Volume 6, Article 10

Self-love is to break boundaries: Young adults’ views of self-love in Johannesburg – A thematic analysis study
Maushmi Patel and Dr Alastair Pipkin

Citation: Patel, M. & Pipkin, A. (2022). Self-love is to break boundaries: Young adults’ views of self-love in Johannesburg – A thematic analysis study. European Journal of Applied Positive Psychology, 6, 10, 1-11. https://www.nationalwellbeingservice.org/volumes/volume-6-2022/volume-6-article-10/

Processing dates: Submitted 10 October 2021; Resubmitted 23 January 2022; Accepted 8 February 2022; Published 16 September 2022

Volume 6, Article 10


Objectives: Self-love has been conceptualized and studied in both the broader constructs of narcissism, as a negative trait referring to excessive self-focus, and self-compassion, as a positive trait pertaining to self-affirmations. Little is known about the lived experience of and attitudes towards self-love in young adults, for whom self-compassion is a known resilience factor against psychological difficulties. The present study aimed to explore young adults’ attitudes towards self-love.

Methods: Eight participants (4 males and 4 females; age range 19-35; 3 Black, 2 White, 3 Indian) were recruited through convenience sampling methods on Facebook and interviewed via Zoom using a semi-structured interview schedule. Thematic analysis was used to analyse the data.

Results: Three overarching themes were found: Self-love is insight; External and internal factors of self-love; Self-love links to resilience. The data suggested that young adults view self-love from a positive perspective, stating that it leads to increased resilience towards developing strong negative reactions from traumatic experiences, which thus aided in the prevention of depression or anxiety. Cultural norms and beliefs were barriers to self-love, such as how able one feels to express emotions, or by influencing how one feels about aspects of their identity.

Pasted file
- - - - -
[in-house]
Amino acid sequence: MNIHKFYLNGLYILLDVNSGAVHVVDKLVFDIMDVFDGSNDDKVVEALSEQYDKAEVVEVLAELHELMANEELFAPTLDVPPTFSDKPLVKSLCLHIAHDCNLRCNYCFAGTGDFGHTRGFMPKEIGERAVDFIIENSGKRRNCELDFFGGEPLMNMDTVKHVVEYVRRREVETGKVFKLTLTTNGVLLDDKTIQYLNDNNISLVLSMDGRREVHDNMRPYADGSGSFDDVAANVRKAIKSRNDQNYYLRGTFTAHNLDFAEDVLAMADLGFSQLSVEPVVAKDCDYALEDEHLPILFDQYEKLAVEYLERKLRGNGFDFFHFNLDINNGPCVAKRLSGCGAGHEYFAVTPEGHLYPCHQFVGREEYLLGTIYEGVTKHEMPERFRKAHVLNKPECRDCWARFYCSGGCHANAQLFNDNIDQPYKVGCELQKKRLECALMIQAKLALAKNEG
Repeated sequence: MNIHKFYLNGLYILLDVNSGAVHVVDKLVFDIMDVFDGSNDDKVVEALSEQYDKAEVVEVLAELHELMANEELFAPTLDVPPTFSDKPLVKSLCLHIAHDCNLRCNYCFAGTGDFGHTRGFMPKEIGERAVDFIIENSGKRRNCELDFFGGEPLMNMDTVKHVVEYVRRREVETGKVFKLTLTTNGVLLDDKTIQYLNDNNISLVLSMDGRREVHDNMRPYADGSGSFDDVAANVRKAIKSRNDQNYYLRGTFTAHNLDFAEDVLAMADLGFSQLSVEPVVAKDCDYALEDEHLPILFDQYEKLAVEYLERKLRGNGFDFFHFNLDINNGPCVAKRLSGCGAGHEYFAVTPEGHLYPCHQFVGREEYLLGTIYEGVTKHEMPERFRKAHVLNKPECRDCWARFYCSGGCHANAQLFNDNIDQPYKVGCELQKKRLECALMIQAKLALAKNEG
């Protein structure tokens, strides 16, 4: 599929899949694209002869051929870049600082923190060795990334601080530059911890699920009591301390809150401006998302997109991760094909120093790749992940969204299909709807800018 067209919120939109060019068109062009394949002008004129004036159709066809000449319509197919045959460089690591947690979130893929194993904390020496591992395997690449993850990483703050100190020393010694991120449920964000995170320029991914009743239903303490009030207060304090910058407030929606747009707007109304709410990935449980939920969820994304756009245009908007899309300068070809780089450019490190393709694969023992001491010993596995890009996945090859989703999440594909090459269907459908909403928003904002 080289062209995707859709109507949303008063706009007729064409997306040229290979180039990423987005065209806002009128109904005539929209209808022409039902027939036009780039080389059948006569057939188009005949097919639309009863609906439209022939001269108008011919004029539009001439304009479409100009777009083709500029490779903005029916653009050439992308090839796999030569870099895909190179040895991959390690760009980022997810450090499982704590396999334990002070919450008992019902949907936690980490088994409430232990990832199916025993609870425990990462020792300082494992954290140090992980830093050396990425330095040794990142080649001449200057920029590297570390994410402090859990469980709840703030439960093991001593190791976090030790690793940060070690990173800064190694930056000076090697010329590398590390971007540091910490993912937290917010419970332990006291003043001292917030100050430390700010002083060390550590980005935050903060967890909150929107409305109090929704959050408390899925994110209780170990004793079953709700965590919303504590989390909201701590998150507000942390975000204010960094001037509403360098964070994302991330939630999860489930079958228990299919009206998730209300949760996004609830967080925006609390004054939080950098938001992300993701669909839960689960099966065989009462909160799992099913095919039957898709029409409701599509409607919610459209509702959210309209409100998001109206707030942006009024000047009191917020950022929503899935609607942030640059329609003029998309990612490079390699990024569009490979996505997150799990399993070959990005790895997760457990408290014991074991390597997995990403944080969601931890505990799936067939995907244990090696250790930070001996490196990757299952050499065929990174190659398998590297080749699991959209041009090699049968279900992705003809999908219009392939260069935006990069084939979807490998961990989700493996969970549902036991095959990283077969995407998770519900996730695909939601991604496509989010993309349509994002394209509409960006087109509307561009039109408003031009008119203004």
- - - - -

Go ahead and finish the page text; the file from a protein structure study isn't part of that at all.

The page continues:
Discussion: The findings suggest that young adults may view self-love as an important aspect of resilience through cognitive, affective and social processes. Internalized cultural norms may influence the development of self-love in individuals.

Conclusions: Cultural factors and internalized norms warrant further investigation, such as how they may positively or negatively influence self-love and coping strategies.

Keywords: Self-love; Self-compassion; Resilience; Self-stigma; Positive Psychology

Maushmi Patel is with Arden University, Arden House, Middlemarch Park, Coventry, CV3 4FJ, UK

Alastair Pipkin is a Senior Clinical Psychologist at Berrywood Hospital, Duston, Northamptonshire, NN5 6UD, UK